Human security is a broad and multi-faceted phenomenon that is constantly endangered by protracted crises and conflicts, natural disasters, persistent underdevelopment, epidemic and economic downturns. Most of, if not all, these factors are present and strong across the Sahel, a huge climatic space ranging from the Atlantic ocean to the Red Sea. New threats to human security emerge in a regional context already characterized by exceptional political instability involving a combination of rebellions, jihadist insurgencies, coups d’état, protest movements and illegal trafficking. The Sahel is a laboratory of old and new forms of instability in which the boundaries between what is local and global, domestic and international, military and civilian, political and identitarian are blurred.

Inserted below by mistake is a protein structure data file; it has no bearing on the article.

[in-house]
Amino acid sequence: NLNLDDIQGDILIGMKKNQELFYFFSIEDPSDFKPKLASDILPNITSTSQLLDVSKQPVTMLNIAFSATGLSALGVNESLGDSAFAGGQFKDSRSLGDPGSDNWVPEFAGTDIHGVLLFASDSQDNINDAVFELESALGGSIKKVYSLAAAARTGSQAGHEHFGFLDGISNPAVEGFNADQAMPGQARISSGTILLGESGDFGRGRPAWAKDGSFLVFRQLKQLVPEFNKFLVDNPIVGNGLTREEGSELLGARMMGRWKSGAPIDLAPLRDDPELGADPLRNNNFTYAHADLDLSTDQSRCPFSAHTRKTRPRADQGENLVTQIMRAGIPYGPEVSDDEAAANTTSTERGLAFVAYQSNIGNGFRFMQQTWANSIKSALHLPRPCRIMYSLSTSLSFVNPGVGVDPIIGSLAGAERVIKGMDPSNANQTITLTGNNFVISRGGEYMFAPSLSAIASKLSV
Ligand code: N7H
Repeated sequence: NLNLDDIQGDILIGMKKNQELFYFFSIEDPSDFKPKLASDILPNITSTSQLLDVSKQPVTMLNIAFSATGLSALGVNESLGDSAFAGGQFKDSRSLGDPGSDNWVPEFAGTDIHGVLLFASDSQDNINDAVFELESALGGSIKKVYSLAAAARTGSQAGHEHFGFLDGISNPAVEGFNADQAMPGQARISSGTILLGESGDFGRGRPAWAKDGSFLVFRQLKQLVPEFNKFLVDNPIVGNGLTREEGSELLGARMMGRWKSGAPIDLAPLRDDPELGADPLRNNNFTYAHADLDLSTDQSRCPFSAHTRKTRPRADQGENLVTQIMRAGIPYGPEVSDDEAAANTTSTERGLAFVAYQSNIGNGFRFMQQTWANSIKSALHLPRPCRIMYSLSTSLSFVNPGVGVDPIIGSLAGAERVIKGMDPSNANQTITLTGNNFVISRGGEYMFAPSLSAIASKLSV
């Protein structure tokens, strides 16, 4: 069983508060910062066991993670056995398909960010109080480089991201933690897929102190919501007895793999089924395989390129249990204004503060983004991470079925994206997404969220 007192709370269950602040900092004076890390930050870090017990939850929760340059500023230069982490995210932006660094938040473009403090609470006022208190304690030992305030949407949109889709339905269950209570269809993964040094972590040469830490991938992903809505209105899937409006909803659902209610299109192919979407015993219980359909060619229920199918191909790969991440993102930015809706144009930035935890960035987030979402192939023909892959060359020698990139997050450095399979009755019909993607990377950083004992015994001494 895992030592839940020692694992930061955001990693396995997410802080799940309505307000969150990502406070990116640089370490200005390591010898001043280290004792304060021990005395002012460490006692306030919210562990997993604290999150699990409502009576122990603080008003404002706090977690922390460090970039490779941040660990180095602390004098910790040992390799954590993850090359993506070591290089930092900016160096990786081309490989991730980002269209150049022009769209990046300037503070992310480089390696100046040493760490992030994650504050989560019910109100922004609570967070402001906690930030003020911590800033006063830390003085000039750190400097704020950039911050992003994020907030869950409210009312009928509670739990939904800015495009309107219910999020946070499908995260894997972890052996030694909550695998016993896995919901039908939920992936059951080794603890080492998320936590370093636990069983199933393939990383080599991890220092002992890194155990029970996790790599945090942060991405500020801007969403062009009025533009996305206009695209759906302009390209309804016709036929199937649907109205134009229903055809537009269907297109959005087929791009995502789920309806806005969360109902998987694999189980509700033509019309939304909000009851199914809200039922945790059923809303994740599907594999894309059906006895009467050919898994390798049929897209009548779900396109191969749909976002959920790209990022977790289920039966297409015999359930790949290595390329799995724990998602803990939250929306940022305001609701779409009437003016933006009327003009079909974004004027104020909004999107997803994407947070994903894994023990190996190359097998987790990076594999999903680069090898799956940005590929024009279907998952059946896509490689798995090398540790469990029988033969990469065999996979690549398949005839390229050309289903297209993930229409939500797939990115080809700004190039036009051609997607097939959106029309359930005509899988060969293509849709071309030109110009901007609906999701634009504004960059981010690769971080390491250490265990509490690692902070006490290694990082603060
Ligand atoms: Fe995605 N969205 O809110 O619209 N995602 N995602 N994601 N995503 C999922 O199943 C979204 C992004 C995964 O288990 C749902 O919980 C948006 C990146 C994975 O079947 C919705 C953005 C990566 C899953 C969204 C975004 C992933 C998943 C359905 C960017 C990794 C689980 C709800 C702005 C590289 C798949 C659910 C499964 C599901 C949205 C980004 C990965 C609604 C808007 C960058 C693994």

The aim of this brief is to analyze the regional impact of climate change on the different components of human security, by clustering them into three macro dimensions: the environmental dimension, the economic dimension and the humanitarian one.
This policy brief was written in the framework of EuroMeSCo Working Package “The Impact of Climate Change in the Sahel on Human Security in the Mediterranean”.